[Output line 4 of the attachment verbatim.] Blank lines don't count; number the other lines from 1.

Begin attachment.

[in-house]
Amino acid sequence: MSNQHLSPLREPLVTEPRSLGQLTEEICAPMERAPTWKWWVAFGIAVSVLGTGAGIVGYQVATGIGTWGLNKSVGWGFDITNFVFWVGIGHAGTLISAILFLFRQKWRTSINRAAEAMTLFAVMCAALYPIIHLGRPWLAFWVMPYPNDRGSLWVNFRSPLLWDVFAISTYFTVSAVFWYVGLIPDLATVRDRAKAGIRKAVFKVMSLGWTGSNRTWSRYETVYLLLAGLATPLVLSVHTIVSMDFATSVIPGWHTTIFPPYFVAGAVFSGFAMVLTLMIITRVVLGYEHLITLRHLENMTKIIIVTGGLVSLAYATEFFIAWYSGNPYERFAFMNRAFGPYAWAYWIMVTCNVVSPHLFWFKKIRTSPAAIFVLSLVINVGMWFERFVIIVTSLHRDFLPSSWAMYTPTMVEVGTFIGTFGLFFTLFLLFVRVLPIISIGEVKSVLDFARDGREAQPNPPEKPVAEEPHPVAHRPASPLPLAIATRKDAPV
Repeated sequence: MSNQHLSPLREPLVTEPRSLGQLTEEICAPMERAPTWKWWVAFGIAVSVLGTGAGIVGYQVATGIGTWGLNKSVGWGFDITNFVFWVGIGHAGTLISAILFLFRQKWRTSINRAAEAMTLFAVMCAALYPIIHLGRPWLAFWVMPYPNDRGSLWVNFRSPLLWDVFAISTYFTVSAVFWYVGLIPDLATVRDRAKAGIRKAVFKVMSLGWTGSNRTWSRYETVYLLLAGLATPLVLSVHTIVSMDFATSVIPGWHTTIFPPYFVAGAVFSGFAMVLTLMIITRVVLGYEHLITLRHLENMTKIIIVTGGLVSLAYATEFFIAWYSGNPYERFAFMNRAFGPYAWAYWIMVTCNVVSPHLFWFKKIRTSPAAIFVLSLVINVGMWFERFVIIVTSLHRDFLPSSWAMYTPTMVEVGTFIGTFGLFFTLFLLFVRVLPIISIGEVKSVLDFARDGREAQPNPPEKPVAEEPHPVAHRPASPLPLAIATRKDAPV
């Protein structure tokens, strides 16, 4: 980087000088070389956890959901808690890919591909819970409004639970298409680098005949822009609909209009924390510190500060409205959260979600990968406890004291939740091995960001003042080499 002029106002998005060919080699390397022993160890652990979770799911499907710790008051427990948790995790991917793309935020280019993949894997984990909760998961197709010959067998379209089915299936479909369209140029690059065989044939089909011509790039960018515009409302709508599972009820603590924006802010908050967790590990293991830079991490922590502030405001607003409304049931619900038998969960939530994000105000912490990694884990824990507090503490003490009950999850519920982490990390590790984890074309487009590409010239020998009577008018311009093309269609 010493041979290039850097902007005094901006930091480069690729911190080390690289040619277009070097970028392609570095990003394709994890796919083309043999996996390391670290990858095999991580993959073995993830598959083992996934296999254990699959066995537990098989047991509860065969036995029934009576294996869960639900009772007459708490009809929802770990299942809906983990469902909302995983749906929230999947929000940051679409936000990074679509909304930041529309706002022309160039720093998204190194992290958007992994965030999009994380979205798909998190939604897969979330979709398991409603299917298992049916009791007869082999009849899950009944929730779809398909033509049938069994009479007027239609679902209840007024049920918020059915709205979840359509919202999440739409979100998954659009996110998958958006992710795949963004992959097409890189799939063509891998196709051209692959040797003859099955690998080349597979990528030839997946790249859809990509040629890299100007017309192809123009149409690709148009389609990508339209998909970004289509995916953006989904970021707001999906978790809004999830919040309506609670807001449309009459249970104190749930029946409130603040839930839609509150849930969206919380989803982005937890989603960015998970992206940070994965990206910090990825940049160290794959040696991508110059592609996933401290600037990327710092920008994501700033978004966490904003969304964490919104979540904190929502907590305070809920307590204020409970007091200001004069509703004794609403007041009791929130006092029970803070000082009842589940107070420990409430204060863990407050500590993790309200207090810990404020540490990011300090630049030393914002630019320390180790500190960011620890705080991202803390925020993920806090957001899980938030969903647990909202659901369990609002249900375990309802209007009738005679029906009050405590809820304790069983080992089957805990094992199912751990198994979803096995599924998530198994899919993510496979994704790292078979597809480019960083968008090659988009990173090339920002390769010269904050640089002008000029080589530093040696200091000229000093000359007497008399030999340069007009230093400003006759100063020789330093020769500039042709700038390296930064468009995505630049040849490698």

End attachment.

């Protein structure tokens, strides 16, 4: 980087000088070389956890959901808690890919591909819970409004639970298409680098005949822009609909209009924390510190500060409205959260979600990968406890004291939740091995960001003042080499 002029106002998005060919080699390397022993160890652990979770799911499907710790008051427990948790995790991917793309935020280019993949894997984990909760998961197709010959067998379209089915299936479909369209140029690059065989044939089909011509790039960018515009409302709508599972009820603590924006802010908050967790590990293991830079991490922590502030405001607003409304049931619900038998969960939530994000105000912490990694884990824990507090503490003490009950999850519920982490990390590790984890074309487009590409010239020998009577008018311009093309269609 010493041979290039850097902007005094901006930091480069690729911190080390690289040619277009070097970028392609570095990003394709994890796919083309043999996996390391670290990858095999991580993959073995993830598959083992996934296999254990699959066995537990098989047991509860065969036995029934009576294996869960639900009772007459708490009809929802770990299942809906983990469902909302995983749906929230999947929000940051679409936000990074679509909304930041529309706002022309160039720093998204190194992290958007992994965030999009994380979205798909998190939604897969979330979709398991409603299917298992049916009791007869082999009849899950009944929730779809398909033509049938069994009479007027239609679902209840007024049920918020059915709205979840359509919202999440739409979100998954659009996110998958958006992710795949963004992959097409890189799939063509891998196709051209692959040797003859099955690998080349597979990528030839997946790249859809990509040629890299100007017309192809123009149409690709148009389609990508339209998909970004289509995916953006989904970021707001999906978790809004999830919040309506609670807001449309009459249970104190749930029946409130603040839930839609509150849930969206919380989803982005937890989603960015998970992206940070994965990206910090990825940049160290794959040696991508110059592609996933401290600037990327710092920008994501700033978004966490904003969304964490919104979540904190929502907590305070809920307590204020409970007091200001004069509703004794609403007041009791929130006092029970803070000082009842589940107070420990409430204060863990407050500590993790309200207090810990404020540490990011300090630049030393914002630019320390180790500190960011620890705080991202803390925020993920806090957001899980938030969903647990909202659901369990609002249900375990309802209007009738005679029906009050405590809820304790069983080992089957805990094992199912751990198994979803096995599924998530198994899919993510496979994704790292078979597809480019960083968008090659988009990173090339920002390769010269904050640089002008000029080589530093040696200091000229000093000359007497008399030999340069007009230093400003006759100063020789330093020769500039042709700038390296930064468009995505630049040849490698």